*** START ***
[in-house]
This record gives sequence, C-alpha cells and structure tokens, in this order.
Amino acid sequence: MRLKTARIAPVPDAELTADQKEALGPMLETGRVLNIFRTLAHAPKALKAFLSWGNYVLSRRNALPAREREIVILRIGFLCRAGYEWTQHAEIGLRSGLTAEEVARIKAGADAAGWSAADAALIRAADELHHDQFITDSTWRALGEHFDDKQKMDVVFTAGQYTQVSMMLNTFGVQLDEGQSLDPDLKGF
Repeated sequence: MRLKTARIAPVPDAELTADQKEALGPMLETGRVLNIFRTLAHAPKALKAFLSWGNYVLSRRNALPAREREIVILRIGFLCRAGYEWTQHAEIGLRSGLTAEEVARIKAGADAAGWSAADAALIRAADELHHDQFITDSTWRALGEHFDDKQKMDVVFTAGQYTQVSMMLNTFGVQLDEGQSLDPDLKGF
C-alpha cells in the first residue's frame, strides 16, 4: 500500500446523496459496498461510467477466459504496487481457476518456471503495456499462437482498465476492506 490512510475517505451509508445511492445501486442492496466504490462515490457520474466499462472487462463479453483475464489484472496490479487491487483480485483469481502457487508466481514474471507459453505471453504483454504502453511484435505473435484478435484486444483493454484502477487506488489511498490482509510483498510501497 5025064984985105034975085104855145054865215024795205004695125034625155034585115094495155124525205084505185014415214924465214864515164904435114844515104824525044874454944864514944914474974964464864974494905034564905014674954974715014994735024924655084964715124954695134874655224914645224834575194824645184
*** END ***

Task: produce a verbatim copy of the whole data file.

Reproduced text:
[in-house]
This record gives sequence, C-alpha cells and structure tokens, in this order.
Amino acid sequence: MRLKTARIAPVPDAELTADQKEALGPMLETGRVLNIFRTLAHAPKALKAFLSWGNYVLSRRNALPAREREIVILRIGFLCRAGYEWTQHAEIGLRSGLTAEEVARIKAGADAAGWSAADAALIRAADELHHDQFITDSTWRALGEHFDDKQKMDVVFTAGQYTQVSMMLNTFGVQLDEGQSLDPDLKGF
Repeated sequence: MRLKTARIAPVPDAELTADQKEALGPMLETGRVLNIFRTLAHAPKALKAFLSWGNYVLSRRNALPAREREIVILRIGFLCRAGYEWTQHAEIGLRSGLTAEEVARIKAGADAAGWSAADAALIRAADELHHDQFITDSTWRALGEHFDDKQKMDVVFTAGQYTQVSMMLNTFGVQLDEGQSLDPDLKGF
C-alpha cells in the first residue's frame, strides 16, 4: 500500500446523496459496498461510467477466459504496487481457476518456471503495456499462437482498465476492506 490512510475517505451509508445511492445501486442492496466504490462515490457520474466499462472487462463479453483475464489484472496490479487491487483480485483469481502457487508466481514474471507459453505471453504483454504502453511484435505473435484478435484486444483493454484502477487506488489511498490482509510483498510501497 5025064984985105034975085104855145054865215024795205004695125034625155034585115094495155124525205084505185014415214924465214864515164904435114844515104824525044874454944864514944914474974964464864974494905034564905014674954974715014994735024924655084964715124954695134874655224914645224834575194824645184